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In this video tutorial we will learn how to use Prepared Statements.
– What are Prepared Statements
– Create a Prepared Statement
– Setting Parameter Values
– Executing a Prepared Statement
– Reusing a Prepared Statement
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Time – 00:00
Hi, this is Chad (Shod) with luv2code.com. Welcome back to another tutorial on Java and JDBC. In this video we will learn how to use Prepared Statements. We’ll first define Prepared Statements. Next we’ll learn how to create Prepared Statements. Then we’ll set Parameter Values, execute a Prepared Statement, and finally reuse a Prepared Statement.
Time – 00:25
What exactly is a Prepared Statement? A Prepared Statement is simply a precompiled SQL statement. Prepared Statements provide the following benefits. They make it easier to set SQL parameters. They prevent against SQL dependency injection attacks, and they also may improve application performance since the SQL statement is precompiled.
Time – 00:50
For this tutorial we’ll use the following table, employees. This table already has some sample data in it for testing. I have a SQL script that creates the table and also adds a sample data. You can download it from a link below. Inside of the download there’s a file called sql/table-setup.sql. You can run this in your SQL tool to create the table and set up the sample data. Instead of hardcoding your SQL values in your statement, you can make use of parameter placeholders. You will use a question mark for the placeholder symbol. As you can see in this example, we replaced the hardcoded values with question mark placeholders.
Time – 01:29
Now let’s look at adding Java code. You’ll create a Prepared Statement by calling the constructor and passing it into SQL. Then when you’re ready to execute the statement, you’ll set the Parameter Values. The Parameter Values are set based on their data type and position. The parameter positions are 1 based, starting left going to right. Here we set the Parameter Value for salary and department. Then we execute the query by calling executeQuery. That’s it. It’ll return a result set, and we can process that result set in its normal fashion. Notice there’s no need to provide the SQL since it was already provided earlier when we created the statement.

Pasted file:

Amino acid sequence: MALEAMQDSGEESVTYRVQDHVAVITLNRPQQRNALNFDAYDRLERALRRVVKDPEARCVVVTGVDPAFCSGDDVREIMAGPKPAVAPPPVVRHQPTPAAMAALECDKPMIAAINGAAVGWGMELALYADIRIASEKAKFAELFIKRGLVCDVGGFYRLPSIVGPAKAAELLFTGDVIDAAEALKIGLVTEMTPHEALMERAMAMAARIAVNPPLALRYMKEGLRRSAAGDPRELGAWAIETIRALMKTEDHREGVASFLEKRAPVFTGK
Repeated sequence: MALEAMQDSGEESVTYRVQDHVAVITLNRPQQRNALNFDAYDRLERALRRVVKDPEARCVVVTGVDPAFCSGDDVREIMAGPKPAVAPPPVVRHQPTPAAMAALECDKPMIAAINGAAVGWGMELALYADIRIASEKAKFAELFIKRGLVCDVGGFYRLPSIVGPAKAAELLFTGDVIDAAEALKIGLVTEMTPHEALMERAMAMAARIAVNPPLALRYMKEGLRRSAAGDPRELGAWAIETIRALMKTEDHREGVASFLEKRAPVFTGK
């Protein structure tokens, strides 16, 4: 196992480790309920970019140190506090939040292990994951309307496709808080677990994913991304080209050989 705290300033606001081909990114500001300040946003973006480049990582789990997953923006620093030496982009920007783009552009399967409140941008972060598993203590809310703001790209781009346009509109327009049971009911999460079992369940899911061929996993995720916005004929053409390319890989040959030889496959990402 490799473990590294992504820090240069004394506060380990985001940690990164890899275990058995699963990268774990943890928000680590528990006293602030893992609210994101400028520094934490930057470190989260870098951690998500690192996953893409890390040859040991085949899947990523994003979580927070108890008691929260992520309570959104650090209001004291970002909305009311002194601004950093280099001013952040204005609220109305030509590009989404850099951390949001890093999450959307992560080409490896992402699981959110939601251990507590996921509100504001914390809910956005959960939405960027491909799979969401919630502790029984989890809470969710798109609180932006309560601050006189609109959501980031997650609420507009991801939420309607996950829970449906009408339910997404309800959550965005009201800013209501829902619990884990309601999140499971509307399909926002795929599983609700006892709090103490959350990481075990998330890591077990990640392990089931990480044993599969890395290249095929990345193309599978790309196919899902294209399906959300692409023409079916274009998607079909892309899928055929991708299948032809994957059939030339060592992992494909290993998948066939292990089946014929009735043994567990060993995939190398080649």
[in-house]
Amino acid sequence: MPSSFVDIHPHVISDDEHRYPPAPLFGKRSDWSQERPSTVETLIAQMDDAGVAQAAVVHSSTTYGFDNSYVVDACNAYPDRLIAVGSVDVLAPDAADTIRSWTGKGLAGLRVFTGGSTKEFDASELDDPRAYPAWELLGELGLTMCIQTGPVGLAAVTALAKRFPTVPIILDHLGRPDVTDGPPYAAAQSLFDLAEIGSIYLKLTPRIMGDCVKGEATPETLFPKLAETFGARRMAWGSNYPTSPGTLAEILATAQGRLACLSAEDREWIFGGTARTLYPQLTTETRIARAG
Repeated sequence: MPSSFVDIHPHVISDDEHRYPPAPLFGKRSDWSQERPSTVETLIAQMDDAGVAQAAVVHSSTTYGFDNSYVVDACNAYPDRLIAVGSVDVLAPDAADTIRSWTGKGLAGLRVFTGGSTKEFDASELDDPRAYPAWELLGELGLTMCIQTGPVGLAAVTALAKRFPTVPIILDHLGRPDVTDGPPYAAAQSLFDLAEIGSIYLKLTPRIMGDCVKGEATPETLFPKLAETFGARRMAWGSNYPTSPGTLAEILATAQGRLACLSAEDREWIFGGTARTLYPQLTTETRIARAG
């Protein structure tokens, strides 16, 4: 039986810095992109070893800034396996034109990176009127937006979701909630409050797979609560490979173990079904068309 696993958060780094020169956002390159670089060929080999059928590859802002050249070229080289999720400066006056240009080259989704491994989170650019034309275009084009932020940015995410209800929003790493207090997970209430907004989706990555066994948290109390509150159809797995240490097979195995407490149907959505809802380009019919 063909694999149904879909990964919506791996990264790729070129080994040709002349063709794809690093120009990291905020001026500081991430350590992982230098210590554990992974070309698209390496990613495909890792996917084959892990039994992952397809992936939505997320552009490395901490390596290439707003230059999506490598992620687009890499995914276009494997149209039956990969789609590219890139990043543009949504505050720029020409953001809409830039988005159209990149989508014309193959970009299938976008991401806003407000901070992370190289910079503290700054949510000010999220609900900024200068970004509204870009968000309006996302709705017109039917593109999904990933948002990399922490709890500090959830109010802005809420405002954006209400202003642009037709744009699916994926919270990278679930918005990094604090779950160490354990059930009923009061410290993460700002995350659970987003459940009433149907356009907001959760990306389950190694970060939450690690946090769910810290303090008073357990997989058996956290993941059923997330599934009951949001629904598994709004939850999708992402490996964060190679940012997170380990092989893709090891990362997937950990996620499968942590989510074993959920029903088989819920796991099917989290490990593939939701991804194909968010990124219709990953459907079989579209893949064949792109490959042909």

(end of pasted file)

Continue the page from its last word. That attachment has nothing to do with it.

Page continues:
Time – 02:08
Now let’s switch over to clips and see this in action. I have a simple driver program in place. Let’s walk through the actual code. First we get a connection to the database. Then I make use of that Prepared Statement. Then from there I set the parameters. I set the first parameter for the salary of 80,000; the second parameter for the department of Legal. Then I’ll execute the statement. This will give me a result set. Then I have a helper method that will display the result set. Now let’s run this application to see the output. As you can see, this gave us the output for 3 employees, and they all meet the parameters. The salary is greater than 80,000; and they work in the Legal department.
Time – 03:02
Another advantage of Prepared Statements is that you can reuse the statement. If you need to run the same query again but with different Parameter Values, then all you have to do is set the new Parameter Values and execute the statement. Here what I’ll do is I will add in a new section of code for our application to reuse the values from before. I’ll just move down here, drop in another little snippet. We have this reuse statement. We’re going to reuse our Prepared Statement. This time we’re simply going to set the salary to 25,000 and set the department to HR. We set those parameters accordingly in our code. Then we go through and we execute the query.
Time – 03:41
Then we go and we display the result set. Let me save this one a bit, pull my window up, and run it one more time. Now I’ll see some new output. Here’s the reuse section. Note we have 4 employees here. Their salary is greater than 25,000; and they work for the HR department.
[snip] … See Transcripts tab